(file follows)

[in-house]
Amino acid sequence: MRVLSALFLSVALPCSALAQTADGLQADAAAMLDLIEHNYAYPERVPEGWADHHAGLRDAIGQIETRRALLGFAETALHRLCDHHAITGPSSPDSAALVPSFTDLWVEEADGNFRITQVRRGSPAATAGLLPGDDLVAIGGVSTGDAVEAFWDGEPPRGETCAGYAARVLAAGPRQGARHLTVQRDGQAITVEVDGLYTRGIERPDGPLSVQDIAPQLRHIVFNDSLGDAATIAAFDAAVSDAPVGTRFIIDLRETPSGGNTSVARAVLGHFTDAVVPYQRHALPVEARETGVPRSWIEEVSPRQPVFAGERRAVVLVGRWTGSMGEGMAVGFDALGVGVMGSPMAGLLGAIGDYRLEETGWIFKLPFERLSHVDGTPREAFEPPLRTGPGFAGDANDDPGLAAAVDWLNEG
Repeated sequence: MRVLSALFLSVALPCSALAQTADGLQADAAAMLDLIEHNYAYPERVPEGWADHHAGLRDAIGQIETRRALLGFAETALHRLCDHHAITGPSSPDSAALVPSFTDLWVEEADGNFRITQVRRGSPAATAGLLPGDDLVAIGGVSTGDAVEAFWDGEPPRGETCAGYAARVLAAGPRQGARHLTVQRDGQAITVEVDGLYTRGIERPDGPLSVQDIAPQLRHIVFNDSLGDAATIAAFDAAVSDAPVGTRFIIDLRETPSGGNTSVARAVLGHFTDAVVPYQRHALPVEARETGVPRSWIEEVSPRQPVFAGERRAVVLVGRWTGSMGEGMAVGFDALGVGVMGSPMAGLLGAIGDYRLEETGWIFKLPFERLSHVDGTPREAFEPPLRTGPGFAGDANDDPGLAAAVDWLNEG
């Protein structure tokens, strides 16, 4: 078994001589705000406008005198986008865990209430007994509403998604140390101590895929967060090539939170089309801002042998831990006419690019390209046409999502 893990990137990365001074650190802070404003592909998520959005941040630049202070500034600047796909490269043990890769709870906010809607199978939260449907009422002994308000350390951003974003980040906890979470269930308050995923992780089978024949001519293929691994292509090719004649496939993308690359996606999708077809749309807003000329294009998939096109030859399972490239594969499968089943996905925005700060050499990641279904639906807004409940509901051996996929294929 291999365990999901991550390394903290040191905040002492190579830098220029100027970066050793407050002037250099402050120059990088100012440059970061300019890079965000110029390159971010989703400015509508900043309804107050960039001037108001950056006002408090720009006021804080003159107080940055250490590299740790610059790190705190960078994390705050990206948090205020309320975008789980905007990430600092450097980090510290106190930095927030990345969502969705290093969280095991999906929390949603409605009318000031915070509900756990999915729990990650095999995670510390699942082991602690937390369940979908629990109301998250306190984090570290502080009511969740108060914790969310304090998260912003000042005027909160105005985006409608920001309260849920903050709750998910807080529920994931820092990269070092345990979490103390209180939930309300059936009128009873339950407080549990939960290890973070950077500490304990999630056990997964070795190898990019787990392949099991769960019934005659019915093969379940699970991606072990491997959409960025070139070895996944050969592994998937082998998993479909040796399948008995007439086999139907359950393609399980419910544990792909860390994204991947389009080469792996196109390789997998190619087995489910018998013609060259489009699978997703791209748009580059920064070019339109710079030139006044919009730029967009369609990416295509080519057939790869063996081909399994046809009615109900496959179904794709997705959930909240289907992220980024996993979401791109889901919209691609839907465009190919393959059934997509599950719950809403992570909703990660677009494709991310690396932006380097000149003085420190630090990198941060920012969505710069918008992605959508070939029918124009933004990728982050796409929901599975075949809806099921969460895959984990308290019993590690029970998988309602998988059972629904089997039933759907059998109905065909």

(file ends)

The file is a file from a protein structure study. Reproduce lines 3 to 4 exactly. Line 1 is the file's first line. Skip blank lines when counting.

Repeated sequence: MRVLSALFLSVALPCSALAQTADGLQADAAAMLDLIEHNYAYPERVPEGWADHHAGLRDAIGQIETRRALLGFAETALHRLCDHHAITGPSSPDSAALVPSFTDLWVEEADGNFRITQVRRGSPAATAGLLPGDDLVAIGGVSTGDAVEAFWDGEPPRGETCAGYAARVLAAGPRQGARHLTVQRDGQAITVEVDGLYTRGIERPDGPLSVQDIAPQLRHIVFNDSLGDAATIAAFDAAVSDAPVGTRFIIDLRETPSGGNTSVARAVLGHFTDAVVPYQRHALPVEARETGVPRSWIEEVSPRQPVFAGERRAVVLVGRWTGSMGEGMAVGFDALGVGVMGSPMAGLLGAIGDYRLEETGWIFKLPFERLSHVDGTPREAFEPPLRTGPGFAGDANDDPGLAAAVDWLNEG
């Protein structure tokens, strides 16, 4: 078994001589705000406008005198986008865990209430007994509403998604140390101590895929967060090539939170089309801002042998831990006419690019390209046409999502 893990990137990365001074650190802070404003592909998520959005941040630049202070500034600047796909490269043990890769709870906010809607199978939260449907009422002994308000350390951003974003980040906890979470269930308050995923992780089978024949001519293929691994292509090719004649496939993308690359996606999708077809749309807003000329294009998939096109030859399972490239594969499968089943996905925005700060050499990641279904639906807004409940509901051996996929294929 291999365990999901991550390394903290040191905040002492190579830098220029100027970066050793407050002037250099402050120059990088100012440059970061300019890079965000110029390159971010989703400015509508900043309804107050960039001037108001950056006002408090720009006021804080003159107080940055250490590299740790610059790190705190960078994390705050990206948090205020309320975008789980905007990430600092450097980090510290106190930095927030990345969502969705290093969280095991999906929390949603409605009318000031915070509900756990999915729990990650095999995670510390699942082991602690937390369940979908629990109301998250306190984090570290502080009511969740108060914790969310304090998260912003000042005027909160105005985006409608920001309260849920903050709750998910807080529920994931820092990269070092345990979490103390209180939930309300059936009128009873339950407080549990939960290890973070950077500490304990999630056990997964070795190898990019787990392949099991769960019934005659019915093969379940699970991606072990491997959409960025070139070895996944050969592994998937082998998993479909040796399948008995007439086999139907359950393609399980419910544990792909860390994204991947389009080469792996196109390789997998190619087995489910018998013609060259489009699978997703791209748009580059920064070019339109710079030139006044919009730029967009369609990416295509080519057939790869063996081909399994046809009615109900496959179904794709997705959930909240289907992220980024996993979401791109889901919209691609839907465009190919393959059934997509599950719950809403992570909703990660677009494709991310690396932006380097000149003085420190630090990198941060920012969505710069918008992605959508070939029918124009933004990728982050796409929901599975075949809806099921969460895959984990308290019993590690029970998988309602998988059972629904089997039933759907059998109905065909």